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3 Ways the Pandemic Is Causing Surprising Dental Problems — And How to Fix Them


The pandemic has touched every aspect of our lives, so it stands to reason that it’s impacting our dental health too. “Not only are more patients complaining of jaw pain, tooth sensitivity, and migraines, but I’m seeing three to four tooth fractures every day,” says New York prosthodontist Tammy Chen, DDS. Rodney Raanan, DDS., a Beverly Hills prosthodontist, reports a 120 percent increase in visits to fix cracked teeth over a 10-week period in 2020, compared to the same months in 2019.

Why are these concerns becoming more common? “Covid is maximizing stress,” says holistic dentist Nammy Patel, DDS. “Gum disease and teeth breakage can be evidence of stress. People often don’t identify how much stress they’re under and how it’s affecting them physically until they actually get sick.” The good news: In conjunction with your dentist’s advice, it’s easy to prevent — and treat — the worst dental effects of Covid stress. Here’s how:

Mask-wearing leading to bad breath.

“Now that we’re wearing masks more often, we’re more apt to breathe through our mouth and drink less water,” says Dr. Patel. “Both of these things can lead to dry mouth, which increases your risk for bad breath, gum disease and tooth decay.” This problem has become so commonplace that many dentists have started informally referring to the condition as “mask mouth.”

The easy fix: Focus on breathing through your nose while you’re wearing your mask, which will stave off the dryness that can occur with mouth breathing. Also smart: Chew sugarless gum. Research shows that the chewing action increases saliva production by 204 percent to ward off dry mouth.

Hunching leading to gum problems.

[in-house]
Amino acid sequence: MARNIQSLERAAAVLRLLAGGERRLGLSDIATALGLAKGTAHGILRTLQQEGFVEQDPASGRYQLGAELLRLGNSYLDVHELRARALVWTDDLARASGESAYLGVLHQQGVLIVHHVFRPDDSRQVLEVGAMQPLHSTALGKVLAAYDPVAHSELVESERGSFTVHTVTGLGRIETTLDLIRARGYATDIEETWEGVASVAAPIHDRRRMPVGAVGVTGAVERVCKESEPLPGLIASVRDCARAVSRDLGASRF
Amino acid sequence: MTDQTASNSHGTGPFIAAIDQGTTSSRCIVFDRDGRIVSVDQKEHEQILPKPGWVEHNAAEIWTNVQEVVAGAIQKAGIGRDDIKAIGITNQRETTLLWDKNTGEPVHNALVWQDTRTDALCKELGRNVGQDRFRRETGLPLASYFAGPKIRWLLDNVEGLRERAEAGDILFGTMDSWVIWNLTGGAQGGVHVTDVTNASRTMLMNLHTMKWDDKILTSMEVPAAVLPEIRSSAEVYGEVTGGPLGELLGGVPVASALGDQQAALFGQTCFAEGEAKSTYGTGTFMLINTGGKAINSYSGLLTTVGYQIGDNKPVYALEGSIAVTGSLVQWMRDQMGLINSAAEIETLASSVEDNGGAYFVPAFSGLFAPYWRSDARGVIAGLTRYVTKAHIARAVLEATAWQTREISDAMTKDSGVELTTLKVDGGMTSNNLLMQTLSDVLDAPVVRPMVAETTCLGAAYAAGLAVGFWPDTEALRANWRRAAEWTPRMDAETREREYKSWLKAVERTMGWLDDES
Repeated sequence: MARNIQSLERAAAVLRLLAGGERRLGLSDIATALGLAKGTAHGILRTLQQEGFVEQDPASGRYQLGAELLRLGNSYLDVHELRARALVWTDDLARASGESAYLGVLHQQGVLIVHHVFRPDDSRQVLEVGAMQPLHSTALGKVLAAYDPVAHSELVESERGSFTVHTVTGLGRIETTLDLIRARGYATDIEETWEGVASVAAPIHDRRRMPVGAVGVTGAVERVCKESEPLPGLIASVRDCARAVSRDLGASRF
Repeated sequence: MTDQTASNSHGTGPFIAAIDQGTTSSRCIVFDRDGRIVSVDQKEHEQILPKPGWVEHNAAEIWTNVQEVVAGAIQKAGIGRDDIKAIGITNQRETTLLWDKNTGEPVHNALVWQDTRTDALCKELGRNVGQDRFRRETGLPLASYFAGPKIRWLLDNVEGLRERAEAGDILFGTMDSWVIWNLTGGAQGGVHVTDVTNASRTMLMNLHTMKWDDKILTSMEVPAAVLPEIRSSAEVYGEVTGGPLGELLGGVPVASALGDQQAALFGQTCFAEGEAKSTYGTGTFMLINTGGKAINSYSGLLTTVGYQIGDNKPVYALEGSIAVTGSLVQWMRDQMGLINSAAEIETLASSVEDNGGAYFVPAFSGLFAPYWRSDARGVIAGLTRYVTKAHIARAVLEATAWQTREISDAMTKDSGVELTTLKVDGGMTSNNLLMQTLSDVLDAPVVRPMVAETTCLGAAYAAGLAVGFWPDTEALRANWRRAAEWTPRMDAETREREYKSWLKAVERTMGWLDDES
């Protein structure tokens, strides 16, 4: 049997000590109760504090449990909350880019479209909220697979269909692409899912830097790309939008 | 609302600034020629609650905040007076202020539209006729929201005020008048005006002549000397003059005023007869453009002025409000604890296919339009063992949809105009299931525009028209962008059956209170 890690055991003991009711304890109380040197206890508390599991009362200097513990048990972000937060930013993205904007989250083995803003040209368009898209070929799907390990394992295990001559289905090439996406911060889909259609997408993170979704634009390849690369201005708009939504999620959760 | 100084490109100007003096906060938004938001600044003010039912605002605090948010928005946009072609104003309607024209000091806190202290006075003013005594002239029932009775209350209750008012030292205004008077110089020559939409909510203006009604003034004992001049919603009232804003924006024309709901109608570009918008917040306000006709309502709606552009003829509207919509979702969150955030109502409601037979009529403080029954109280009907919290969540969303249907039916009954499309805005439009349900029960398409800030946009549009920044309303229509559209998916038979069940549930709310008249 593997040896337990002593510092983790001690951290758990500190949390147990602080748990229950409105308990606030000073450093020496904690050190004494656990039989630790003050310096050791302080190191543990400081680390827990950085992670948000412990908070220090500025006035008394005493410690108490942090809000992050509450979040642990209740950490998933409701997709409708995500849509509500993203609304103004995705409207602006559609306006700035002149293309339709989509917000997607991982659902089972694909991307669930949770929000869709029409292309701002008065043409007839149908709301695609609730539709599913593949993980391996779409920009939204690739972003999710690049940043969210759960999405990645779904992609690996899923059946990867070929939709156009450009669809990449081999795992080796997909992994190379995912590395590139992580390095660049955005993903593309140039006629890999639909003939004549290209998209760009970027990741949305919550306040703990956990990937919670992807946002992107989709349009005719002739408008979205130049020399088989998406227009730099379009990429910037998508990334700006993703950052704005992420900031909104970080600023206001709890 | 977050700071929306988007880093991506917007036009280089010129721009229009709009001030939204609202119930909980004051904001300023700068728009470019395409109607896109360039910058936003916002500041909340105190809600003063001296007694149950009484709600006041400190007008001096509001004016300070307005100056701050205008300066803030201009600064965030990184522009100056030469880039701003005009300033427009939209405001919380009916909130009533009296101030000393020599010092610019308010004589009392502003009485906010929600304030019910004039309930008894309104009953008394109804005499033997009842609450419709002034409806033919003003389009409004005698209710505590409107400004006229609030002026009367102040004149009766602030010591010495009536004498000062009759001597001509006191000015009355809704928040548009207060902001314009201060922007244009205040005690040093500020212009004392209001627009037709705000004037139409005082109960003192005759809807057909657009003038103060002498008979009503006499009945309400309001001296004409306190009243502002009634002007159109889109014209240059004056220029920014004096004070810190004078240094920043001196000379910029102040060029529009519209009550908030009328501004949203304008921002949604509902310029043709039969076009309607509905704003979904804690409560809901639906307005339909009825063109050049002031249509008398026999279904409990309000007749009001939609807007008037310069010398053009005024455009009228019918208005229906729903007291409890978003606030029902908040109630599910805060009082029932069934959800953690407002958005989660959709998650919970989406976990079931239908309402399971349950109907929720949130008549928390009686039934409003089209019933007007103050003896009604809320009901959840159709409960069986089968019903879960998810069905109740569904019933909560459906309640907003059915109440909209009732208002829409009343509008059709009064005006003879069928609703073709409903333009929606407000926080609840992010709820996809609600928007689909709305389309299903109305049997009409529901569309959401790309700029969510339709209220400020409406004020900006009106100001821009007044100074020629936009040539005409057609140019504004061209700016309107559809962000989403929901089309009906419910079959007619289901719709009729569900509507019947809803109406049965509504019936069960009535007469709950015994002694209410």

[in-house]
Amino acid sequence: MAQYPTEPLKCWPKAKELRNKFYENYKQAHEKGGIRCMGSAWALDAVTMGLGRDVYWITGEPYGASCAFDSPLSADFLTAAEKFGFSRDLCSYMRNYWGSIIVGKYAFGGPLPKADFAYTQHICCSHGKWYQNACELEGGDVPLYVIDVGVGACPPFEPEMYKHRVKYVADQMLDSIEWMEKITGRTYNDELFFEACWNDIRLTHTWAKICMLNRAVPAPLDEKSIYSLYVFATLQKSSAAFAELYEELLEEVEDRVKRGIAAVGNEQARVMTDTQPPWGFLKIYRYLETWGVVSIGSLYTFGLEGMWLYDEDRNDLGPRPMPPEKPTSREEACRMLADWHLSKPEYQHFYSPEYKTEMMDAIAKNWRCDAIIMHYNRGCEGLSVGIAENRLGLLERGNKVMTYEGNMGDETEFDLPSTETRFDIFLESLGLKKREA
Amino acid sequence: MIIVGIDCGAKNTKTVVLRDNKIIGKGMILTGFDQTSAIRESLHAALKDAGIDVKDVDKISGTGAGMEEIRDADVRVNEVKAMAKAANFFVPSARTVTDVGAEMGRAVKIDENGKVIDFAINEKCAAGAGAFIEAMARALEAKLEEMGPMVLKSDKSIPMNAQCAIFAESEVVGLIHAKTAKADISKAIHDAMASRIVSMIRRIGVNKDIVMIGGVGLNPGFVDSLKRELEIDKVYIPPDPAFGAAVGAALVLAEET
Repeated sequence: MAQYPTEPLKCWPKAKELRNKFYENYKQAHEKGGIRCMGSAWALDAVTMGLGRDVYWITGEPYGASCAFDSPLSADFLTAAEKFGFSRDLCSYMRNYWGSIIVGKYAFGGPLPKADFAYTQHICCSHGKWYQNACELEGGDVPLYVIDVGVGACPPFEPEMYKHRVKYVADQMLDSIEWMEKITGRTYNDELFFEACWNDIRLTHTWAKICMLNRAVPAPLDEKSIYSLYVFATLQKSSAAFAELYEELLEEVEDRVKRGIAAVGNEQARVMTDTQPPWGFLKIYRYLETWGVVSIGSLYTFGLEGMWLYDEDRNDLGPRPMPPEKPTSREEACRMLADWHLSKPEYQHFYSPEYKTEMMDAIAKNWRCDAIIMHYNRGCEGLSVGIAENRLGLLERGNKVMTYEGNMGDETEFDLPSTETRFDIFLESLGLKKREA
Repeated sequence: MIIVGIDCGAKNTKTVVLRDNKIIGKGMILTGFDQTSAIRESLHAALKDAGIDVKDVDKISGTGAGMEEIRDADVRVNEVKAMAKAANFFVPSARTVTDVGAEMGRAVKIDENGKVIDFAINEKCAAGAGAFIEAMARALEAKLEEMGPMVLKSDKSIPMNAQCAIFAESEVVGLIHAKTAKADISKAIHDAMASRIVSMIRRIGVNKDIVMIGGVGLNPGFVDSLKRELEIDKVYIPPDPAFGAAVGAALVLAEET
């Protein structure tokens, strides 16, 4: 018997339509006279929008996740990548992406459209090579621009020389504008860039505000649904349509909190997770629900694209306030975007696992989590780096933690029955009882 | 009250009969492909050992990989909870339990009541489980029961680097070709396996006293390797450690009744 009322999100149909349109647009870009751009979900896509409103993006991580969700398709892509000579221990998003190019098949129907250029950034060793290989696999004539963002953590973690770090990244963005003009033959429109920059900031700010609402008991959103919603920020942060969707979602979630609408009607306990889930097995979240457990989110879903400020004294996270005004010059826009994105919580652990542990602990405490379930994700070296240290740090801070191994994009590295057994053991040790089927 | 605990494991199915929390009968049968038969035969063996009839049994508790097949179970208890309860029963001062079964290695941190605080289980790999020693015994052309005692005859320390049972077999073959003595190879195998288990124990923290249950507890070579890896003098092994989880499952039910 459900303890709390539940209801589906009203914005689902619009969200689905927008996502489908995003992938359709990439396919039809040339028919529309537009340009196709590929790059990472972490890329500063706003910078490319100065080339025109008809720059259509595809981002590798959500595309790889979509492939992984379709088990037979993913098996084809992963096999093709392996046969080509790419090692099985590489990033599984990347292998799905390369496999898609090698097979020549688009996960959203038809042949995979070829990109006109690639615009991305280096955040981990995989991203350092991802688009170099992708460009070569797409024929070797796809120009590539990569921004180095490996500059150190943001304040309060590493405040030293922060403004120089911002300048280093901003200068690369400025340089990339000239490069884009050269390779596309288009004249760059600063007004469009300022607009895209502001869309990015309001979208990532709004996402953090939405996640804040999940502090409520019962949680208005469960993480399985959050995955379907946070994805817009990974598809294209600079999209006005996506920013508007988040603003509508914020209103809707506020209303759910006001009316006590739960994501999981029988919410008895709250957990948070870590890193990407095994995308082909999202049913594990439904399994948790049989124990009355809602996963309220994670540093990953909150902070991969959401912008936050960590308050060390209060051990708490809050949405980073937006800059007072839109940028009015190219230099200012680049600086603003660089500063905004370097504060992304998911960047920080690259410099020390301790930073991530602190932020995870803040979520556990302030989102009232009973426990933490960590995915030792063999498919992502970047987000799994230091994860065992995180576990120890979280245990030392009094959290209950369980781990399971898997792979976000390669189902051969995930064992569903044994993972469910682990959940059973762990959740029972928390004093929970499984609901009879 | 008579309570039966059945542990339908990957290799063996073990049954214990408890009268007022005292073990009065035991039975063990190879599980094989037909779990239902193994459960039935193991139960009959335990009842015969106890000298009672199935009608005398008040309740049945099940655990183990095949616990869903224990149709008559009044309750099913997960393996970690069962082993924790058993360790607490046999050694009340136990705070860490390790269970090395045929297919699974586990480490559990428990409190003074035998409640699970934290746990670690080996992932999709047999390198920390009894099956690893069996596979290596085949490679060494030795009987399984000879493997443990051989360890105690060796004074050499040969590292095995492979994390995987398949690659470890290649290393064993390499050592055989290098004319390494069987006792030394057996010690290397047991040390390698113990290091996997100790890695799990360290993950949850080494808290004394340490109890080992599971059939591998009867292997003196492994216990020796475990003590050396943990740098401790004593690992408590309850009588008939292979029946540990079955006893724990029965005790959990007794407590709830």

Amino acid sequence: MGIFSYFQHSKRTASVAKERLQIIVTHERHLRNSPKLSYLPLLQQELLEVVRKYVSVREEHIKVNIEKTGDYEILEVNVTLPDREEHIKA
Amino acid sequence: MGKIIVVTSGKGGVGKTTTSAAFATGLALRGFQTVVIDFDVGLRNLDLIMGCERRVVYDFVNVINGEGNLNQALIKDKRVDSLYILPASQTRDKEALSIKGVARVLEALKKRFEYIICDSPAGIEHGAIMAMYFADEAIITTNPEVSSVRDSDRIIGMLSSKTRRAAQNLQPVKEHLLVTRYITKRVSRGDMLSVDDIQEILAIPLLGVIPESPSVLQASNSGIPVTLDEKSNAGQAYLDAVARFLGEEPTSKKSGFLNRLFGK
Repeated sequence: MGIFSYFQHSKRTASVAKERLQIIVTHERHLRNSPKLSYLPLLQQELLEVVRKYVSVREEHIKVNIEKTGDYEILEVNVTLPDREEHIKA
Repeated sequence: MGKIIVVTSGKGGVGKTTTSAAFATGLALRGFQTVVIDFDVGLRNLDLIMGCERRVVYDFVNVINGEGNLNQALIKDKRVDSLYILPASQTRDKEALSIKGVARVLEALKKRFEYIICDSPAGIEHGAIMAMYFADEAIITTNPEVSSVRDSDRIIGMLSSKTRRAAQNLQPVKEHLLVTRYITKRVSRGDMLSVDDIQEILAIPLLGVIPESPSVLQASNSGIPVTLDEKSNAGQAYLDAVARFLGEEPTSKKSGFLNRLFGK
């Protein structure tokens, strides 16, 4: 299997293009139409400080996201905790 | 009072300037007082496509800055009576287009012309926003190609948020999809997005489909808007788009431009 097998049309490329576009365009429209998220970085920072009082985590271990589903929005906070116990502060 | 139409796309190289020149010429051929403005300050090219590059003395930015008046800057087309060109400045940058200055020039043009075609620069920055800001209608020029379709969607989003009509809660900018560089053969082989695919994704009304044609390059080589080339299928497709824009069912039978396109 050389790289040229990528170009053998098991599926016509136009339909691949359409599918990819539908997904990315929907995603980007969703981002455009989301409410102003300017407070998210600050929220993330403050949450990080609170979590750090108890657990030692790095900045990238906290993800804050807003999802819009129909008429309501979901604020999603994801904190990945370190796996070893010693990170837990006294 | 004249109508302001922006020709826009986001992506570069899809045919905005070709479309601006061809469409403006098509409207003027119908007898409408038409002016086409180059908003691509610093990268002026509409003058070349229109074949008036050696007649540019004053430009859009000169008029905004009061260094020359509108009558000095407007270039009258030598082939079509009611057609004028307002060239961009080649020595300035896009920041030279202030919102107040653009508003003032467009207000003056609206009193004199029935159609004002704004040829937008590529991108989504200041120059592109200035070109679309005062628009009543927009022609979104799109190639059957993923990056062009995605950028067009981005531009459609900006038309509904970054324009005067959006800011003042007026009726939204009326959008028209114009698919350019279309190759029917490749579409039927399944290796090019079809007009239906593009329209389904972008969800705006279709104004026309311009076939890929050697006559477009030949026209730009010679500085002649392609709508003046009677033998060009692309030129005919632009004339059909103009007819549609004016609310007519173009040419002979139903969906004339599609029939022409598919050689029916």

In the rush to set up work-from-home offices, many of us ended up sitting at makeshift desks, leading to poor posture. “If you are hunched over, your spine becomes misaligned, causing your neck and jaw to protrude forward,” explains Dr. Patel. The resulting pain in the jaw can induce headaches and even raise the risk of gum recession by promoting an uneven bite and teeth crowding.

To fix your workspace: “Place the computer screen 2 to 3 feet in front of you with the top of the screen level with your eyes,” says Fredrick Wilson, DO, director of the Cleveland Clinic Center for Spine Health. This makes it easier to sit tall, with your ears in line over your shoulders and your shoulders over your hips, preventing the dental health repercussions of poor posture.

Overall super-high stress levels leading to cracked teeth.

“Tooth enamel is strong, but grinding can cause micro-cracks, which lead to chipping and breaking,” says Dr. Patel. And over the past few months, stress grinding increased by 260 percent, according to research published in the Journal of Clinical Medicine. The good news: It’s easy to prevent broken or cracked teeth if you catch yourself grinding. For example, wearing an inexpensive over-the-counter mouth guard at night provides a cushion to prevent grinding.

Also smart: Supplement with 500 mg. of magnesium daily, suggests periodontist Sandra Moldovan, DDS. Research shows that the mineral relaxes the small muscles in the jaw to reduce grinding. But if you find you’ve cracked or chipped a tooth, see your dentist as soon as possible.

A version of this article originally appeared in our print magazine, First For Women.

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